A number of changes in your mouth could be tell-tale signs or symptoms of a serious illness, an expert dentist has warned. One example being jaw ache, which could be an indication of a heart attack, while loose teeth could mean osteoporosis.
According to dentists at Rüh Dental, many diseases can spur on symptoms and changes in the mouth. The clinic’s leading dental expert, Dr Rizwan Mahmood, says:
“This is why people should visit their dentist at least twice a year for check-ups and cleaning. Analysing oral health regularly, along with brushing and flossing at home, can help keep your physical health in good order too.
“It’s also wise to be aware of any changes in the mouth, as well as pain. If you notice anything untoward, see your dentist or medical practitioner straight away.” Below is a list of six changes Dr Mahmood says people should watch out for, as reported by Wales Online.
1. Pain or discomfort in the jaw:
“Occasionally, pain or discomfort in the jaw could be indicative of a heart attack,” Dr Mahmood said, adding: “Although the chances are rare, it’s important to recognise these symptoms which could save someone’s life.
“Your jaw could hurt with cardiac arrest because the nerves that detect pain coming from the heart, travel to the same general area in your spinal cord as they share the same nerve pathway. These signals then work their way up to the brain. So, in essence your jaw is signalling pain on behalf of your heart.”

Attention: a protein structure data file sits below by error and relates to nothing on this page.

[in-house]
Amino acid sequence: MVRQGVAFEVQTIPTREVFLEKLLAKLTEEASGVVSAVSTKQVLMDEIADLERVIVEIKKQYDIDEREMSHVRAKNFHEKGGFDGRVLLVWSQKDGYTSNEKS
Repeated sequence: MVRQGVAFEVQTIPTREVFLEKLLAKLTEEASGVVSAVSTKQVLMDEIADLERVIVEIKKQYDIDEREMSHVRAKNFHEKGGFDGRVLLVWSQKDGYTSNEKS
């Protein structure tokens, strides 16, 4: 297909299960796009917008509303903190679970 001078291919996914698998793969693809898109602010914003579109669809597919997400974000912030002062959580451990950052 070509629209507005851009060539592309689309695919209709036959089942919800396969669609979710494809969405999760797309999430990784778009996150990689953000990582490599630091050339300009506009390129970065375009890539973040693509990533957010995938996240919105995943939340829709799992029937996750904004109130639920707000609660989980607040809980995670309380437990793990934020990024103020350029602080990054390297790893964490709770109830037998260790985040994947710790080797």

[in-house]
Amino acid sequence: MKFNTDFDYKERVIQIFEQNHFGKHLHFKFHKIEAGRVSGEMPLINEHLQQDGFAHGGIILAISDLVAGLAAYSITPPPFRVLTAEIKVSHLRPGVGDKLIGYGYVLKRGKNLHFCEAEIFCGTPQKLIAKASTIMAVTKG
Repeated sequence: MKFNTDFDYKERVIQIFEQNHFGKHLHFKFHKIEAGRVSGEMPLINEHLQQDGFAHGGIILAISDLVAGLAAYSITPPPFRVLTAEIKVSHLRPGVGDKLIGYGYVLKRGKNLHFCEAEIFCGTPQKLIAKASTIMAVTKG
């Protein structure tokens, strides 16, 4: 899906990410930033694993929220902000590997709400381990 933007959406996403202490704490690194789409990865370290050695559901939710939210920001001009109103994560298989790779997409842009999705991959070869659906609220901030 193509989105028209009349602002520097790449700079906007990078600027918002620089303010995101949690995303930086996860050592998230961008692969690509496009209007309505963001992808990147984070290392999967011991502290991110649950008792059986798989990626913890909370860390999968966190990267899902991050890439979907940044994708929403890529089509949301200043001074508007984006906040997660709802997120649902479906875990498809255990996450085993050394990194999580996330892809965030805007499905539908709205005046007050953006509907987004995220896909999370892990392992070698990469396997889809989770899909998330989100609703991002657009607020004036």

According to the NHS, temporomandibular disorder (TMD) is also a condition that affects the movement of the jaw. It’s not usually serious and generally gets better on its own.
Signs of TMD include:
- pain around your jaw, ear and temple
- clicking, popping or grinding noises when you move your jaw
- a headache around your temples
- difficulty opening your mouth fully
- your jaw locking when you open your mouth
2. Loose and wobbly teeth:
Advanced gum disease could be the cause behind loose teeth, or teeth that are falling out. Another cause could be early onset of osteoporosis – a disease that reduces bone density and weakens bones.
Dr Mahmood explains: “There have been studies showing links between osteoporosis and bone loss in the jaw which the teeth anchor into. This should be investigated further if you’re experiencing random tooth loss.”
According to the NHS, osteoporosis is a health condition that weakens bones, making them fragile and more likely to break. It develops slowly over several years and is often only diagnosed when a fall or sudden impact causes a bone to break (fracture).
3. Changes on the surface of the teeth:
Changes in tooth enamel and the surface of teeth might point towards an eating disorder, says Dr Mahmood. “If the teeth appear eroded and translucent, that can often be indicative of an eating disorder like bulimia or acid reflux.
“Stomach acid is abrasive and can steadily wear away at tooth enamel. Excessive vomiting can also prompt dry mouth, dry and cracked lips, loss of tooth enamel, swollen salivary glands and sensitive teeth,” he added.